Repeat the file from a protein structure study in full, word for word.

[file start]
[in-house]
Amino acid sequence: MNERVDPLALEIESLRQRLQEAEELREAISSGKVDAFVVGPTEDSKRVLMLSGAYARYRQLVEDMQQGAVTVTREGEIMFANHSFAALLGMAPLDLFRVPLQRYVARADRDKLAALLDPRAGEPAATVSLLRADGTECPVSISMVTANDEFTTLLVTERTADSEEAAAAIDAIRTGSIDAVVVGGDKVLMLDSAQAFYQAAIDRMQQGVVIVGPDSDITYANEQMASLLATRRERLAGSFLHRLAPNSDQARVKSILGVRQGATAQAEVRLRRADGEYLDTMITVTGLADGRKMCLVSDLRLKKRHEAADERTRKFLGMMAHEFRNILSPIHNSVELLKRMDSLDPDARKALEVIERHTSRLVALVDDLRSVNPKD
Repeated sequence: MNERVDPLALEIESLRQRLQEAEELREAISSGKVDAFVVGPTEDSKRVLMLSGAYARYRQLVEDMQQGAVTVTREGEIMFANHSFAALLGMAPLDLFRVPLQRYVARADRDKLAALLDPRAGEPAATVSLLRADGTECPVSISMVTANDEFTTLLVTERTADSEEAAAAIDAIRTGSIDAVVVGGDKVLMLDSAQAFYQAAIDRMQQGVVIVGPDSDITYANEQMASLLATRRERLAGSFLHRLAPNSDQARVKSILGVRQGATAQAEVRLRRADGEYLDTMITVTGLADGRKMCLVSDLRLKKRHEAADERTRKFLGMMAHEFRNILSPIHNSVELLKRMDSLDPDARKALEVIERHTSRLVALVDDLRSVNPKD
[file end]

[in-house]
Amino acid sequence: MNERVDPLALEIESLRQRLQEAEELREAISSGKVDAFVVGPTEDSKRVLMLSGAYARYRQLVEDMQQGAVTVTREGEIMFANHSFAALLGMAPLDLFRVPLQRYVARADRDKLAALLDPRAGEPAATVSLLRADGTECPVSISMVTANDEFTTLLVTERTADSEEAAAAIDAIRTGSIDAVVVGGDKVLMLDSAQAFYQAAIDRMQQGVVIVGPDSDITYANEQMASLLATRRERLAGSFLHRLAPNSDQARVKSILGVRQGATAQAEVRLRRADGEYLDTMITVTGLADGRKMCLVSDLRLKKRHEAADERTRKFLGMMAHEFRNILSPIHNSVELLKRMDSLDPDARKALEVIERHTSRLVALVDDLRSVNPKD
Repeated sequence: MNERVDPLALEIESLRQRLQEAEELREAISSGKVDAFVVGPTEDSKRVLMLSGAYARYRQLVEDMQQGAVTVTREGEIMFANHSFAALLGMAPLDLFRVPLQRYVARADRDKLAALLDPRAGEPAATVSLLRADGTECPVSISMVTANDEFTTLLVTERTADSEEAAAAIDAIRTGSIDAVVVGGDKVLMLDSAQAFYQAAIDRMQQGVVIVGPDSDITYANEQMASLLATRRERLAGSFLHRLAPNSDQARVKSILGVRQGATAQAEVRLRRADGEYLDTMITVTGLADGRKMCLVSDLRLKKRHEAADERTRKFLGMMAHEFRNILSPIHNSVELLKRMDSLDPDARKALEVIERHTSRLVALVDDLRSVNPKD